How is thrush diagnosed?
You do not always need a test to diagnose thrush. The diagnosis is often based on the typical symptoms and signs. However, it is important that you do not assume that a vaginal discharge is thrush. There are other causes of vaginal discharge. It is reasonable to assume it is thrush if:
- You have a vaginal and/or vulval itch.
- Any discharge you have does not smell and is white or creamy.
- You have no abnormal bleeding.
However, if you have assumed you have thrush and you have had treatment, but the symptoms have not gone away, you may need to have tests. See your doctor, who may examine you and may perform some tests.
If tests are needed they may include:
- A test to see how acidic the vagina is (a pH test). The level of acidity gives an indication of whether a discharge is due to thrush or to bacterial vaginosis. This is the basis of the over-the-counter test for thrush. A test strip is placed into the vagina and then the colour change indicates if thrush is likely or not. A pH level of 4.5 or less suggests thrush. Some doctors may also use this test.
- A swab. This is a stick with a cotton bud at the end of it. A sample of discharge is taken from the vagina and analysed in a lab. This indicates if you have thrush or another infection. It can also inform the doctor which type of candida you have.
- Tests for other infections. Further swabs may be taken to be sure you do not have other types of vaginal infections.
- Urine tests. Your urine may be checked for sugar. This is to check you do not have diabetes, as this would make you more prone to thrush. This might be done if you were getting repeated (recurring) episodes of thrush. Urine may also be checked for infection, as sometimes it can be difficult to distinguish between a urine infection and thrush.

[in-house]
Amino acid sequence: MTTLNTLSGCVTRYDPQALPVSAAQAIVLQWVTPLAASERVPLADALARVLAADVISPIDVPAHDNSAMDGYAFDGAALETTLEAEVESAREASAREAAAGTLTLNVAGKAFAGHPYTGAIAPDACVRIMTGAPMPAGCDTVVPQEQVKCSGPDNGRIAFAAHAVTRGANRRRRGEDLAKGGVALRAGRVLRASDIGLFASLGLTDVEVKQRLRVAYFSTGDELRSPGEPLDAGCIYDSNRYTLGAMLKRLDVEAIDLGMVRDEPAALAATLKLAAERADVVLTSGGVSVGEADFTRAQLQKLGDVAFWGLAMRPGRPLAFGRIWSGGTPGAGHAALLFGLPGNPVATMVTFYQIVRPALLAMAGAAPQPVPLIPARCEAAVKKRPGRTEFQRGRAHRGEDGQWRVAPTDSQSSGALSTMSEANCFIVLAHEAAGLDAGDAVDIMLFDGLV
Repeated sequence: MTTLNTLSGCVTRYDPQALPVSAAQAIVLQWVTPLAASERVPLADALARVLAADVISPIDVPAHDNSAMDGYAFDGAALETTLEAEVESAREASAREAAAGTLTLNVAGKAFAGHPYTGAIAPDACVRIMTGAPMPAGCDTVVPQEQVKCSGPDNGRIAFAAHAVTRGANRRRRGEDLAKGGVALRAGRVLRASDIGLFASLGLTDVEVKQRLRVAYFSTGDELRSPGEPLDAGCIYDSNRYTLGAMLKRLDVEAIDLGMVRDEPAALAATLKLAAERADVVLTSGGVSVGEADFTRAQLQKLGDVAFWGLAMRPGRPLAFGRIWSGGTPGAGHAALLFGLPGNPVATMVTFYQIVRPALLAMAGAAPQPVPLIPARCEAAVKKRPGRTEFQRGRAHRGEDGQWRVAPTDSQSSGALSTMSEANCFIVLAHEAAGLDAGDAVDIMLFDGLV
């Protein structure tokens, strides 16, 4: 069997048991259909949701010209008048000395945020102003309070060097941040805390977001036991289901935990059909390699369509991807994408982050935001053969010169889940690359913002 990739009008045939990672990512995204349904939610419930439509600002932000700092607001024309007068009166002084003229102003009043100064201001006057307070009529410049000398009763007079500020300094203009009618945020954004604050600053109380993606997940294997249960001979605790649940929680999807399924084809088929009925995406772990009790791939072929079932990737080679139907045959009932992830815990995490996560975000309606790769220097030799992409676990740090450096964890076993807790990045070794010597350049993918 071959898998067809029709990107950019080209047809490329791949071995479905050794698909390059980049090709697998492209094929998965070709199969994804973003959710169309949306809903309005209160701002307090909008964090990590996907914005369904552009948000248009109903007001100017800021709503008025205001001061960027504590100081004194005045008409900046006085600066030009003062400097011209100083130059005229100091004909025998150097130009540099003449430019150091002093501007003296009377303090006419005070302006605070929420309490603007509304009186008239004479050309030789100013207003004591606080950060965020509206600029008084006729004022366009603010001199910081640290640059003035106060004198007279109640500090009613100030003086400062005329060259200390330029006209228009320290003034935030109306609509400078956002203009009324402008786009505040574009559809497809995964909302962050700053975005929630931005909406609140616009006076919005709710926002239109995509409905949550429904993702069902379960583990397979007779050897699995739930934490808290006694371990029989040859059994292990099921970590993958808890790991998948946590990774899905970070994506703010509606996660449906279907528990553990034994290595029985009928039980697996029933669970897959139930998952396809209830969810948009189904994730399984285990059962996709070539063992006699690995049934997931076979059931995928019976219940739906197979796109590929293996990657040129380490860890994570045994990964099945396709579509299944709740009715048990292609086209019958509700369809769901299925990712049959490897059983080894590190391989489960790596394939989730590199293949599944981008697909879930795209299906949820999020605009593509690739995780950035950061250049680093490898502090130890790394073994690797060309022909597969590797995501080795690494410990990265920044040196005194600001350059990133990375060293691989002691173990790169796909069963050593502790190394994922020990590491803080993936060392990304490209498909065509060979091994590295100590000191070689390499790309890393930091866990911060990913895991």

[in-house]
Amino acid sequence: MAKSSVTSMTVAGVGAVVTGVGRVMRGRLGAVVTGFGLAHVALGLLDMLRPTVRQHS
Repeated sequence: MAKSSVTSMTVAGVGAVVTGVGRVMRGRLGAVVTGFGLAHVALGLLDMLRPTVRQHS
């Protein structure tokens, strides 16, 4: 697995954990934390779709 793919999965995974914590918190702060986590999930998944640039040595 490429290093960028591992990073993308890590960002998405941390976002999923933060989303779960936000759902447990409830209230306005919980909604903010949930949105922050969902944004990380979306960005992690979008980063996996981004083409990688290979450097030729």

Do I need to see a doctor if I get vaginal thrush?
If you have had thrush in the past and the same symptoms come back then it is common practice to treat it without an examination or tests. Many women know when they have thrush and treat it themselves. You can buy effective treatments without a prescription from pharmacies. You can read about these in the treatment section.
However, remember a vaginal discharge or vulval itch can be due to a number of causes. So, do not assume all discharges or itches are thrush. The following gives a guide as to when it may be best to see a doctor or nurse if you think that you might have thrush. If you:
- Are under 16 or over 60 years of age.
- Are pregnant.
- Have treated yourself with a thrush treatment from the chemist, but your symptoms have not gone away.
- Have abnormal vaginal bleeding.
- Have lower tummy (abdominal) pain.
- Are unwell in yourself in addition to the vaginal and vulval symptoms.
- Have symptoms that are not entirely the same as a previous bout of thrush. For example, if the discharge has a bad smell, or it you develop ulcers or blisters next to your vagina.
- Have had two episodes of thrush in six months and have not consulted a doctor or nurse about this for more than a year.
- Have had a previous sexually transmitted infection (or your partner has).
- Have had a previous bad reaction to anti-thrush medication or treatments.
- Have a weakened immune system - for example, if you are on chemotherapy treatment for cancer or are taking long-term steroid medication for whatever reason.
And if you do treat yourself, see a doctor or nurse if the symptoms do not clear after treatment.
Further reading and references
Sexually Transmitted Infections in Primary Care; Royal College of General Practitioners and British Association for Sexual Health and HIV (Apr 2013)
Candida - female genital; NICE CKS, November 2016 (UK access only)
Martin Lopez JE; Candidiasis (vulvovaginal). BMJ Clin Evid. 2015 Mar 162015. pii: 0815.
British National Formulary; NICE Evidence Services (UK access only)
Abad CL, Safdar N; The role of lactobacillus probiotics in the treatment or prevention of urogenital infections - a systematic review. J Chemother. 2009 Jun21(3):243-52.
Fischer G, Bradford J; Vulvovaginal candidiasis in postmenopausal women: the role of hormone replacement therapy. J Low Genit Tract Dis. 2011 Oct15(4):263-7. doi: 10.1097/LGT.0b013e3182241f1a.
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